Sunday, December 12, 2010


I stopped by Barnes and Noble on the way home from church to buy you a book for Christmas. I actually walked out with two. But they were both for me. So this year, your gift is a more interesting, diverse, well-read friend in Alaska. Does that work for you? Good!
I’m having an epiphany! I think God wants me to become a monk! Not a guy monk……a girl monk and that’s quite different from a nun. And not a complete monk….just monkish.
It all started with the books I’m reading. Island of the Blue Dolphins by Scott O'Dell was always one of my favorites. When I first read it many years ago, I wanted to be Karana, the Indian girl who was stranded alone on the island and spent her days in survival mode (btw, I also wanted to be Tom Hanks in that movie where his UPS plane crashed and he survived alone). But in the last three years I have become very socially needy and I was rereading the book to try to discover what in it attracted me, and thus what part of myself I had lost. Does that make sense?
In some ways I feel like I’ve been changed forever by widowhood, but in other ways I want to get my old self back. I really liked the me that wanted to be stranded and never felt I could ever be lonely.
So I decided to delve into the book for answers, and I’m also reading The Return of the Prodigal Son by Henri Nouwen (one of my very favorite authors) alongside it. This is an interpretation of the Biblical parable based on Rembrandt’s famous painting and is about “coming home” to the unconditional love of God. In a very unpredictable way, these two books are complimenting each other and speaking volumes to my heart. In the bookstore, I got two more books by Nouwen that further elaborate on these themes.
This is getting deeper than I imagined it would, but I think I’ve put my finger on what draws me to Karana. Her life is devoid of details. There are one or two goals each day, i.e. gather shellfish for dinner or dig the canoe out of the sand. And each task can take days or even seasons. She’s so simplified. She can think her thoughts without interruption and just bask in the details of her surroundings (and I can vicariously journey home to God). I can see how this appealed to me when I was raising two children, being a wife, housekeeper, teacher, worship leader, band member, etc. Many of you can identify. I just loved hanging out with Karana. She lowered my blood pressure. She still appeals to me but, now as I read, I sense her loneliness and no longer envy her. I want her to be rescued in the end.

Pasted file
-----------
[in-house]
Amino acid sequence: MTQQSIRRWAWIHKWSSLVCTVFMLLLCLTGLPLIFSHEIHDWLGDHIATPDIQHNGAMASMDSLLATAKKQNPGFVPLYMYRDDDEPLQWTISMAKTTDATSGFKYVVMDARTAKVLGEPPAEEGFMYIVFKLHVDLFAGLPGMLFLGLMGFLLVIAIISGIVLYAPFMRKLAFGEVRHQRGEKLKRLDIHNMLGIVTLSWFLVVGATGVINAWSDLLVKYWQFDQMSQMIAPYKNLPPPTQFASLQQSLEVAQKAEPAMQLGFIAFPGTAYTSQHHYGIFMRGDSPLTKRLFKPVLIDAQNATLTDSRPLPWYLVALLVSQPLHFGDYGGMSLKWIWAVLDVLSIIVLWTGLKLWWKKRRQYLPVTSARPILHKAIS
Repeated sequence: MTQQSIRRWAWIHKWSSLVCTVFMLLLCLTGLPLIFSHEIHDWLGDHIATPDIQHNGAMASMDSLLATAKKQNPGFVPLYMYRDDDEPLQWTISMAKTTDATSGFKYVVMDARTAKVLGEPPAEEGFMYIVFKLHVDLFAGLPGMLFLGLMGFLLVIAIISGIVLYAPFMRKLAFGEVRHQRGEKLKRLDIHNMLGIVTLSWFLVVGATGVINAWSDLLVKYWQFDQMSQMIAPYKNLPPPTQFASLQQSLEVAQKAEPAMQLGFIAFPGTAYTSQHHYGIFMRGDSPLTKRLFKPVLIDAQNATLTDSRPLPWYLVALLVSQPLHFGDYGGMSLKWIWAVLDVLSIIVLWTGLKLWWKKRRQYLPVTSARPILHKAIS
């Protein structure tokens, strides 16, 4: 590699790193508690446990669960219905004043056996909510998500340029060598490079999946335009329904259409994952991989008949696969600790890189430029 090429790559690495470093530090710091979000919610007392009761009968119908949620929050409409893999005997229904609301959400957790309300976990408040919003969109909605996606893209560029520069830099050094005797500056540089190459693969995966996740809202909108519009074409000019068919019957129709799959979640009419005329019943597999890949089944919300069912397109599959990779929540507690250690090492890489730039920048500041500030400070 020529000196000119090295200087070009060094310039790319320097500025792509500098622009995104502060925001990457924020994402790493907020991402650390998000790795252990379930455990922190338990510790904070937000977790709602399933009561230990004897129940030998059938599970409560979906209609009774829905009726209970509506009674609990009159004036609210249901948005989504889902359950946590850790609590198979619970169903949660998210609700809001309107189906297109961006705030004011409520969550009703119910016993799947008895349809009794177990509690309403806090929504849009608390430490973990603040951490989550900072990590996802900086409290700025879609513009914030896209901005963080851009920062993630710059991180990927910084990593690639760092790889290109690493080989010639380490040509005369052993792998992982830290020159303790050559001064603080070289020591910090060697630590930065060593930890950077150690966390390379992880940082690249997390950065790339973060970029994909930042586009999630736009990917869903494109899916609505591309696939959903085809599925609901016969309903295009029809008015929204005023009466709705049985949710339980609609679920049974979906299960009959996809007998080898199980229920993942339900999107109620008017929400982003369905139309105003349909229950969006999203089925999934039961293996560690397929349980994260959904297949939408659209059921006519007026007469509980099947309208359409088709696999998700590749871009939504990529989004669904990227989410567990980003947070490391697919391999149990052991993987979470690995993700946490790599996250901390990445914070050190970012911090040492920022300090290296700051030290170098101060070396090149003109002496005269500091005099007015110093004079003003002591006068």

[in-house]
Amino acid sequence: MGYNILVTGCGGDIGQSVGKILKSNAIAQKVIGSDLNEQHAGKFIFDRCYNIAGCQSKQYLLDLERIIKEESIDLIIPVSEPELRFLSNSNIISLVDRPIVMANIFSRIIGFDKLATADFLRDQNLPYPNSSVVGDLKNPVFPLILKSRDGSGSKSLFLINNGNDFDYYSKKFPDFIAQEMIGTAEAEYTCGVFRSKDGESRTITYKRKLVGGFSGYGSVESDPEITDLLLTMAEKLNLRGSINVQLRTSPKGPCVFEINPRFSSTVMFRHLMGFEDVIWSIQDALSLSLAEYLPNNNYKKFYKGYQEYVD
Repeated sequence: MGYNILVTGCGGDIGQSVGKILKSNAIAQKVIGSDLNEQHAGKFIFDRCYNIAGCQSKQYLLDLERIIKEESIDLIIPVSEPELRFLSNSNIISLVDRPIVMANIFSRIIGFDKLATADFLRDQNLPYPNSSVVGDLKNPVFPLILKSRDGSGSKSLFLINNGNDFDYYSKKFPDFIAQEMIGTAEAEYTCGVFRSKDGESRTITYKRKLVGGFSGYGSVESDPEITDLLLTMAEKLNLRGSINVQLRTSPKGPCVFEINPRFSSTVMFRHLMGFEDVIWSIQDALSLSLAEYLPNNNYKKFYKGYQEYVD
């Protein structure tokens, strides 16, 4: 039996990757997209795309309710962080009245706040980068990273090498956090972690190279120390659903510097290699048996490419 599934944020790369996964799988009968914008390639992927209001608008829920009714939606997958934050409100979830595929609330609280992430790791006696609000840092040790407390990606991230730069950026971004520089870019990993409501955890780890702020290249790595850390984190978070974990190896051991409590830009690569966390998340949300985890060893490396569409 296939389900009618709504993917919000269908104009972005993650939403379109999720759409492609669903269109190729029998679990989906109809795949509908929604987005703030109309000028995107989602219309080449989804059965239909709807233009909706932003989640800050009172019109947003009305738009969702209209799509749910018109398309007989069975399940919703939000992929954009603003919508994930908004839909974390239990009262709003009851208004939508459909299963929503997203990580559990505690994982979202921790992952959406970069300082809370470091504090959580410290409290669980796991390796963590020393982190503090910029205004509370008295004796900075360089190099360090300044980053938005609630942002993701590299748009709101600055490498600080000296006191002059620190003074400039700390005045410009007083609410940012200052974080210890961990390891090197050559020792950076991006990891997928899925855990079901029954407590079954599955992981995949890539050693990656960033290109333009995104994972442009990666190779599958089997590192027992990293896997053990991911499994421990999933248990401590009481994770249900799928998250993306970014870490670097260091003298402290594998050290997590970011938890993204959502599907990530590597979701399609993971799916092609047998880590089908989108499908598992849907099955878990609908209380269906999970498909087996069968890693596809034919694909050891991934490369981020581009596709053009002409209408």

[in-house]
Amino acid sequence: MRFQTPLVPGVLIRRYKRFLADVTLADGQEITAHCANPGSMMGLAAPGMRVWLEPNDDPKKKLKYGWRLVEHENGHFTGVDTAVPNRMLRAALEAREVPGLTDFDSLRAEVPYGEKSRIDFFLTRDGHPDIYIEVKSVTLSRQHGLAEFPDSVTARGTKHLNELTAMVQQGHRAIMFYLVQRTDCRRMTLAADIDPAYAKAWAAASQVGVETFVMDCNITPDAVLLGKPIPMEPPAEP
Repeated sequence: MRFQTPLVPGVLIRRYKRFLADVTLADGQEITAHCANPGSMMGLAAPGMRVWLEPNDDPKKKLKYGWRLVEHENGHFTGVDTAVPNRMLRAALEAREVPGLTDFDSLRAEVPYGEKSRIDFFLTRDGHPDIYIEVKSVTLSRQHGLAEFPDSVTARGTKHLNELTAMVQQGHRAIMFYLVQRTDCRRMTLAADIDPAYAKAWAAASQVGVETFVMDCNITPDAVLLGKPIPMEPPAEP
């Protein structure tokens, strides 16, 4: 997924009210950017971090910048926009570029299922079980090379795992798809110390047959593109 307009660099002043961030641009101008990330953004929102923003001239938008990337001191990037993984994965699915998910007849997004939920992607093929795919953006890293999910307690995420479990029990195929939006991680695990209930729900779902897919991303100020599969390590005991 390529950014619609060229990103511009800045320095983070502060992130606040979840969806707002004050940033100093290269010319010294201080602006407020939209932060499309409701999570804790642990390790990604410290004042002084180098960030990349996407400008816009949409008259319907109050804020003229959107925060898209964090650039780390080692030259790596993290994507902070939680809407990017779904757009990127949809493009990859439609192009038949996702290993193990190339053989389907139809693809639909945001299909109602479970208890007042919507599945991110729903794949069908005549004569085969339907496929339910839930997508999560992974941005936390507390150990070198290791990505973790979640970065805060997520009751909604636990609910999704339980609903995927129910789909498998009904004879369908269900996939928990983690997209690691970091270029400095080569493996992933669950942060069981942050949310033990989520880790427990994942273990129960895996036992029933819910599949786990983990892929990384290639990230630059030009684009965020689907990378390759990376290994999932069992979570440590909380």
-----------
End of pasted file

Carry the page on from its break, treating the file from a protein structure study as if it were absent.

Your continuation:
Nouwen talks a lot about solitude. He has been a comfort to me through my grief though he, himself, lived much of his life in confusion and anguish. He helps me distinguish between solitude and loneliness, something I’ve struggled with for a while. When I went hiking through the snow this week, I didn’t see another soul all afternoon, but I was anything but lonely. That is a really good sign for me. I’m learning to be monkish, to commune with God alone, on His terms, accepting what He offers in relationship, asking for no more and being satisfied. And, by golly, I’ve even been reclaiming a little joy!
Like I’ve said before (in earlier posts), the fruit of the Spirit can become an illusion when your wants are being met and you’re swept away by the current of activity and social busyness. You can probably find time to read and enjoy Island of the Blue Dolphins, but you might not realize why you like it so much until you become a monk (or at least, monkish).

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